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Marc Nozell/Flickr (CC BY 2.0) | Remix by Jason Reed

Hillary Clinton tackles Uber’s sharing economy woes

In her first speech outlining her economic plan, Clinton called out the likes of Uber and Lyft.


William Turton


Becoming perhaps the first presidential candidate to do so, Hillary Clinton just called out the so called “Gig Economy”—that world of contractors, freelancers, and Uber drivers—in her first speech outlining her economic policy.

Clinton’s speech mentions reforming the tax code, profit sharing, education and focusing on a stronger middle class, all of which we’ve seen from Democratic candidates in years past. But in a mark of how the world has changed in recent years, Clinton briefly addressed what some call the “sharing economy” or what she called the “gig economy.”

“Many Americans are making extra money renting out a spare room, designing websites, selling products they design themselves at home, or even driving their own car. This on-demand or so called ‘gig economy’ is creating exciting opportunities and unleashing innovation,” Clinton said in her speech this morning. “But it’s also raising hard questions about workplace protections and what a good job will look like in the future. So, all of these trends are real, and none, none is going away. But they determine our destiny.”

Clinton also referred to it as the “1099 economy,” a reference to the tax forms independent contractors use. Such employers can skirt around providing things like healthcare, and makes it harder for employees to unionize.

Companies like Uber or Lyft, popular mobile applications used to hail a ride, employ all of their drivers as independent contractors, meaning they don’t have to provide things traditional employees receive like healthcare, maternity leave or severance pay. Last month, the California Labor Commissioner’s Office said Uber drivers should be classified as employees, not contractors. Uber is appealing the decision, filed a motion last week to oppose the certification of a class action lawsuit by drivers that question their status as employees.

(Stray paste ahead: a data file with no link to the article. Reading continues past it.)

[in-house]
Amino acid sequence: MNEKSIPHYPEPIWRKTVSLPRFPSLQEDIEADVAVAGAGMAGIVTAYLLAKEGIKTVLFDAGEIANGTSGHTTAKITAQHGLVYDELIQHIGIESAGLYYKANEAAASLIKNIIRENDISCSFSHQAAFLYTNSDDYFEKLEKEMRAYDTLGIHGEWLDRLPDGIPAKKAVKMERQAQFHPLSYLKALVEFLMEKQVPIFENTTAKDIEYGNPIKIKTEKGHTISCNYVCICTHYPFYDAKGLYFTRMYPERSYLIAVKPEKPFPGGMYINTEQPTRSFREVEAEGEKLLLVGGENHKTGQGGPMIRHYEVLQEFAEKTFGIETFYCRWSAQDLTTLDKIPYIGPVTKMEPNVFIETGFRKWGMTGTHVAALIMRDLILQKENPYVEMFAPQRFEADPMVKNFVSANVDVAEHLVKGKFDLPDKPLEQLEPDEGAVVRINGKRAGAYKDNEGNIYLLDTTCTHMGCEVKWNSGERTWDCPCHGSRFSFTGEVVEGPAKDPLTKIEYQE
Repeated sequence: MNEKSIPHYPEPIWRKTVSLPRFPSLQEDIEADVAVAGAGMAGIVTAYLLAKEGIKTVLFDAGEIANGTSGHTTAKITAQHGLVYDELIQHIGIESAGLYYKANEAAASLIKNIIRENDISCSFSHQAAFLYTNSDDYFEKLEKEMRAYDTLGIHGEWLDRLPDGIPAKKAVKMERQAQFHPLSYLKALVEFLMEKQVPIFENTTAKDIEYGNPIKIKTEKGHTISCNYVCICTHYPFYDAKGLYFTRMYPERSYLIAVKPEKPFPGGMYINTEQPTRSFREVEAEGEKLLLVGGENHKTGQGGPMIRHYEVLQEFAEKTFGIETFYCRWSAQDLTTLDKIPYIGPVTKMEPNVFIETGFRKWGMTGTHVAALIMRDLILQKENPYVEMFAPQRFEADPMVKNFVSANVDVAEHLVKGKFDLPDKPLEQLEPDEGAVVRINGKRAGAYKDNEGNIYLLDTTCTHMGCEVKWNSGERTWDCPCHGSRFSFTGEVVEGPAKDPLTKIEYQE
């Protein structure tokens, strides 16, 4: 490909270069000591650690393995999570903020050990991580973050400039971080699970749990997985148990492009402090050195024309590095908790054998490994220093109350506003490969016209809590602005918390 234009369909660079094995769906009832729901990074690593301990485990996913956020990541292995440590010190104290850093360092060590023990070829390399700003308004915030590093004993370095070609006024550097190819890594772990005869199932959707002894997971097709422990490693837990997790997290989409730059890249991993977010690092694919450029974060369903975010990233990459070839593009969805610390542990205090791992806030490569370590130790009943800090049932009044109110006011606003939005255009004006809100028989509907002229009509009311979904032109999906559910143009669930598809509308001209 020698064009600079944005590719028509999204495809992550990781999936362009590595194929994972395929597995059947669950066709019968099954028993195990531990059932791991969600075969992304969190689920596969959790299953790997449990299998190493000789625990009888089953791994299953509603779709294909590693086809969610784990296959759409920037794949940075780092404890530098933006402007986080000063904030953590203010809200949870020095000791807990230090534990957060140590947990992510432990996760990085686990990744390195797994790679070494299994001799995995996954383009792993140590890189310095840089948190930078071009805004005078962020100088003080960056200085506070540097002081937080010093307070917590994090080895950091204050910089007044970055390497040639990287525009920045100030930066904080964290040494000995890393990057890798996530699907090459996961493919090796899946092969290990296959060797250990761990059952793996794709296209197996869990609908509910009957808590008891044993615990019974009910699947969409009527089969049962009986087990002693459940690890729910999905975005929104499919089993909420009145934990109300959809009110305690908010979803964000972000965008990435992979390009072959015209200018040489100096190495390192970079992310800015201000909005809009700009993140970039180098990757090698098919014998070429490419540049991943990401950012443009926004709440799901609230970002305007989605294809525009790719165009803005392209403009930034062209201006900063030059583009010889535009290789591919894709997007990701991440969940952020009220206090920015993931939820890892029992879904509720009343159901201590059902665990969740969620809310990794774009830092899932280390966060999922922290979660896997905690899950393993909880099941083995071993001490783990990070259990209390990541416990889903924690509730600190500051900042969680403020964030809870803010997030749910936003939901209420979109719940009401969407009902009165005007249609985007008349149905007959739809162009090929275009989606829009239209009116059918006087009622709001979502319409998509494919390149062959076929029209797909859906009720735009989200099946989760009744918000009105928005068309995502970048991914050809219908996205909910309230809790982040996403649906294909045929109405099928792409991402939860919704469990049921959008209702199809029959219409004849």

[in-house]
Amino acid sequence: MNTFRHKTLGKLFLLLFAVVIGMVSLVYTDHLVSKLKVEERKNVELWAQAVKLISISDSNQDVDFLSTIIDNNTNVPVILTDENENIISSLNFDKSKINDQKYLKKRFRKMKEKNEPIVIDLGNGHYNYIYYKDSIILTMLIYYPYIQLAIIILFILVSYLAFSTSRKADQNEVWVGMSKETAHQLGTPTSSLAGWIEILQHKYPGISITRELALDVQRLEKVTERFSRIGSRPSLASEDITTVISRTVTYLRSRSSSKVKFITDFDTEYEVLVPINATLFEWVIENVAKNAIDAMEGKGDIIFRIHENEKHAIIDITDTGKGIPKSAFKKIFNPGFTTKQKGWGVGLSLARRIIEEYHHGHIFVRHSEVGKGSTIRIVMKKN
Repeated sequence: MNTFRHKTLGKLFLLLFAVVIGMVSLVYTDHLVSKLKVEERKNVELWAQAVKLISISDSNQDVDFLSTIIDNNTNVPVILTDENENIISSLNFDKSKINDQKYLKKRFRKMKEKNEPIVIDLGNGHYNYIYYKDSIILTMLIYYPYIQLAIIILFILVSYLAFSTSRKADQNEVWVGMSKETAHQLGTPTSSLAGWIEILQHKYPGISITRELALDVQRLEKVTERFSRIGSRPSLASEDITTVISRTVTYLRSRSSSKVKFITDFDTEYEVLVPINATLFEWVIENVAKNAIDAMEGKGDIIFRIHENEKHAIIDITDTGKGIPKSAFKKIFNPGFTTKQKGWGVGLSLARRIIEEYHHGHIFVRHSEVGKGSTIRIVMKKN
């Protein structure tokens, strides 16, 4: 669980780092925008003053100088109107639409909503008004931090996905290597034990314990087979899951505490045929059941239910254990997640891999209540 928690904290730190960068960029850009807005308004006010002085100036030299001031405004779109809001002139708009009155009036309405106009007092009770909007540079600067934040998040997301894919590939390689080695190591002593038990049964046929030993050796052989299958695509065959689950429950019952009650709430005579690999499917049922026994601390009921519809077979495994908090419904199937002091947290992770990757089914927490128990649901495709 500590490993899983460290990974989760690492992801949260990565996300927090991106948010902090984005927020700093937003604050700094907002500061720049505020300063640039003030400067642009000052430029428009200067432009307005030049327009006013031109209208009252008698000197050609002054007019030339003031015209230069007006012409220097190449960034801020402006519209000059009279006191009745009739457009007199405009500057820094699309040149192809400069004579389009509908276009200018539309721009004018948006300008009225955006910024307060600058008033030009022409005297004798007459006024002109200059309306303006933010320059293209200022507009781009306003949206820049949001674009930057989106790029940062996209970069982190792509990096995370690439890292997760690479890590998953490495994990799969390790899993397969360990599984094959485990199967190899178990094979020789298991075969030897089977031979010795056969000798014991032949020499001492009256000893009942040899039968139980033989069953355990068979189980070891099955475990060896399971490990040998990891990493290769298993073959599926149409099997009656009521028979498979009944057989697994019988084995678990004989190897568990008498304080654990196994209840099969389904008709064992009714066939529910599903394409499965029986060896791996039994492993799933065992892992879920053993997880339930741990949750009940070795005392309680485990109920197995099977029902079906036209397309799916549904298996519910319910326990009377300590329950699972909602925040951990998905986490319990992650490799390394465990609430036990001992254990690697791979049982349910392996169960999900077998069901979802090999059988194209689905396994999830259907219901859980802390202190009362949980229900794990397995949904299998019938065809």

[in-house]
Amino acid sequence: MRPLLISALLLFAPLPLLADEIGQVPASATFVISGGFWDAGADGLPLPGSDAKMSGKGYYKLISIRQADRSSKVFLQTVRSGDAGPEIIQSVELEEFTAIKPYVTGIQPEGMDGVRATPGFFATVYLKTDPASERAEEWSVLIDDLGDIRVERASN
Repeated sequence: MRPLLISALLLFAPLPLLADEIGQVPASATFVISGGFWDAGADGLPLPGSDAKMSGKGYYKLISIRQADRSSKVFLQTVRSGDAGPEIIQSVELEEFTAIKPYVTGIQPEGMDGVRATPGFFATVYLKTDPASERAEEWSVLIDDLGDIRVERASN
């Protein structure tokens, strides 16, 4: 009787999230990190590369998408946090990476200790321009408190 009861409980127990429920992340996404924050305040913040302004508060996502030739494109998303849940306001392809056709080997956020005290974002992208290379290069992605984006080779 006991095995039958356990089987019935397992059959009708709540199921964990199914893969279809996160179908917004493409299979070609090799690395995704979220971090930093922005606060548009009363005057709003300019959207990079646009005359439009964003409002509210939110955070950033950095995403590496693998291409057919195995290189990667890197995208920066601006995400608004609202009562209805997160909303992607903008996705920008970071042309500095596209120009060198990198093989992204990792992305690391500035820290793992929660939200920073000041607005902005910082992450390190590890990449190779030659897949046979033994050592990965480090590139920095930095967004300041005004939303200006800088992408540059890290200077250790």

“There’s a lot of potential for legislative measures to put freelancers across industries in a more just working position. But I haven’t seen the political will to do any of this stuff yet,”  freelance journalist and illustrator Susie Cagle, who’s covered the ride sharing economy extensively, told the Daily Dot via email.

“I believe the employer portion of income tax that freelancers are burdened with should instead be the responsibility of any entity that issues a 1099—this would be a more equitable division of taxes for freelancers who are working for larger entities that also have employees,” she said.

“Of course, we also need legislation extending labor protections from the National Labor Relations Act to freelancers, but that is a much bigger political battle. What I actually think we’d see from Clinton, if anything, are far less creative challenges to this labor model—e.g. funding investigations into employee misclassification, which the Obama administration has done. That’s nice, but it doesn’t really challenge the new status quo.”

The gig economy is slowly becoming a significant part of the American workforce. Uber alone says they have 162,037 active drivers as of December 2014. The company also boast a staggering $40 billion valuation.

Of course, not every presidential candidate agrees with Clinton’s approach.

Marc Nozell/Flickr (CC BY 2.0) | Remix by Jason Reed

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